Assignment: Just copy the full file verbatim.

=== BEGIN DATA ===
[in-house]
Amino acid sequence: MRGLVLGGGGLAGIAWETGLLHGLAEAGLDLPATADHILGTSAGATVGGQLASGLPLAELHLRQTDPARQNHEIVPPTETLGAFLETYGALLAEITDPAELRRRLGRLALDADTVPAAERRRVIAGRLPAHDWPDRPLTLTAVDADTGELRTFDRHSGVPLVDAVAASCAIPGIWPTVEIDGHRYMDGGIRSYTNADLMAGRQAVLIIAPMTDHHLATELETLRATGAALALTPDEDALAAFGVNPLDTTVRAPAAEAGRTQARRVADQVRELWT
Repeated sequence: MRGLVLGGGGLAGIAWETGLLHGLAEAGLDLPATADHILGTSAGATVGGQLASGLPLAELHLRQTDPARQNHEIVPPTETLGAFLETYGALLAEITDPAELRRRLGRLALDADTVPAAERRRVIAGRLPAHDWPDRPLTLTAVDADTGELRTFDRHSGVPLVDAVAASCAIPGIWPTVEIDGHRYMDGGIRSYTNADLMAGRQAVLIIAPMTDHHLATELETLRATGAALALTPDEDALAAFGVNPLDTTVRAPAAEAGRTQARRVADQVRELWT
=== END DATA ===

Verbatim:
[in-house]
Amino acid sequence: MRGLVLGGGGLAGIAWETGLLHGLAEAGLDLPATADHILGTSAGATVGGQLASGLPLAELHLRQTDPARQNHEIVPPTETLGAFLETYGALLAEITDPAELRRRLGRLALDADTVPAAERRRVIAGRLPAHDWPDRPLTLTAVDADTGELRTFDRHSGVPLVDAVAASCAIPGIWPTVEIDGHRYMDGGIRSYTNADLMAGRQAVLIIAPMTDHHLATELETLRATGAALALTPDEDALAAFGVNPLDTTVRAPAAEAGRTQARRVADQVRELWT
Repeated sequence: MRGLVLGGGGLAGIAWETGLLHGLAEAGLDLPATADHILGTSAGATVGGQLASGLPLAELHLRQTDPARQNHEIVPPTETLGAFLETYGALLAEITDPAELRRRLGRLALDADTVPAAERRRVIAGRLPAHDWPDRPLTLTAVDADTGELRTFDRHSGVPLVDAVAASCAIPGIWPTVEIDGHRYMDGGIRSYTNADLMAGRQAVLIIAPMTDHHLATELETLRATGAALALTPDEDALAAFGVNPLDTTVRAPAAEAGRTQARRVADQVRELWT